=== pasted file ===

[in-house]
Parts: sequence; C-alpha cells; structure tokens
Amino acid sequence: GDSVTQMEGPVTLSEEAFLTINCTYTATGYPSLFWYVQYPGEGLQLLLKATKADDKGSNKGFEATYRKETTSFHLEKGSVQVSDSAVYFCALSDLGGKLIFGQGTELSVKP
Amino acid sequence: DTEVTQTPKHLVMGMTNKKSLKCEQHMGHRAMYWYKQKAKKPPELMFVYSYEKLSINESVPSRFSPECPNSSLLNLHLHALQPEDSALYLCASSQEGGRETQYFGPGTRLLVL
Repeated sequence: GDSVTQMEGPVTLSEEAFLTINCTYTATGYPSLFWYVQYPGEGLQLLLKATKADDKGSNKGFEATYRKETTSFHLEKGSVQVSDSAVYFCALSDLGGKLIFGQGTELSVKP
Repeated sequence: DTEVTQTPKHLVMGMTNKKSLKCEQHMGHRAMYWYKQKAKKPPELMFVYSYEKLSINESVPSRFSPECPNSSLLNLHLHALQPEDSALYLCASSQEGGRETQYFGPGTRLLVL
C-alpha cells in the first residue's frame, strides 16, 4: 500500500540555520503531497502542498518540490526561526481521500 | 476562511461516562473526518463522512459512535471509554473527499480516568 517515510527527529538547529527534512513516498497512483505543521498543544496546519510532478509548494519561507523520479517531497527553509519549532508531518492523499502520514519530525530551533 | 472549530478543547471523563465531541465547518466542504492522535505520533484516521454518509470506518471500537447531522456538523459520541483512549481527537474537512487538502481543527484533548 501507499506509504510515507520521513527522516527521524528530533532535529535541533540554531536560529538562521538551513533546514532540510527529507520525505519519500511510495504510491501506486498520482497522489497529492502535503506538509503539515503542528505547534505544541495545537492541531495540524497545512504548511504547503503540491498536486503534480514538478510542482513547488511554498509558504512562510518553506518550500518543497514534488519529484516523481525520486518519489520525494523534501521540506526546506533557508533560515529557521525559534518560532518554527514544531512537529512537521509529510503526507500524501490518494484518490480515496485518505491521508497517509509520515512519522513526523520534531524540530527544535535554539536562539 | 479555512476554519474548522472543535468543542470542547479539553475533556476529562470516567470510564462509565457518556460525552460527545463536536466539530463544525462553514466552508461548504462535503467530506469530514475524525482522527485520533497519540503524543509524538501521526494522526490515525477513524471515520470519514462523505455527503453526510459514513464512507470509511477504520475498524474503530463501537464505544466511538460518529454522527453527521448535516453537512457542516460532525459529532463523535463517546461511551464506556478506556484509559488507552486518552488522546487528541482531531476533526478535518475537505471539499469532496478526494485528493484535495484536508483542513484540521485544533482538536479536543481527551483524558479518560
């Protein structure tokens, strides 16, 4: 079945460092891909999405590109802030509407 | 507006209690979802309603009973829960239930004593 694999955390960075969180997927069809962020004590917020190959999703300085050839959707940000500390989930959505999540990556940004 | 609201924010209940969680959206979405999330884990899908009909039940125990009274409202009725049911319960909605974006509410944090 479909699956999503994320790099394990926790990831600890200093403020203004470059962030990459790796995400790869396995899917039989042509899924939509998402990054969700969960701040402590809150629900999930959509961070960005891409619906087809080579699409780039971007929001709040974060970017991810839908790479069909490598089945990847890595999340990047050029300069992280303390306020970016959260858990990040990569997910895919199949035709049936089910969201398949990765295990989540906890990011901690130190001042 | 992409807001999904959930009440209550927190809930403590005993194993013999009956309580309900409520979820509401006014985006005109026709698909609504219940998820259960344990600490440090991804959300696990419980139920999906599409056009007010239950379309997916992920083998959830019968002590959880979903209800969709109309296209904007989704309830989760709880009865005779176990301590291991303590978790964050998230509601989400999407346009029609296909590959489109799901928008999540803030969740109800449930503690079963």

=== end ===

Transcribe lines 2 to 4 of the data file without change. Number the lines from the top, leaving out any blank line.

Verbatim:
Parts: sequence; C-alpha cells; structure tokens
Amino acid sequence: GDSVTQMEGPVTLSEEAFLTINCTYTATGYPSLFWYVQYPGEGLQLLLKATKADDKGSNKGFEATYRKETTSFHLEKGSVQVSDSAVYFCALSDLGGKLIFGQGTELSVKP
Amino acid sequence: DTEVTQTPKHLVMGMTNKKSLKCEQHMGHRAMYWYKQKAKKPPELMFVYSYEKLSINESVPSRFSPECPNSSLLNLHLHALQPEDSALYLCASSQEGGRETQYFGPGTRLLVL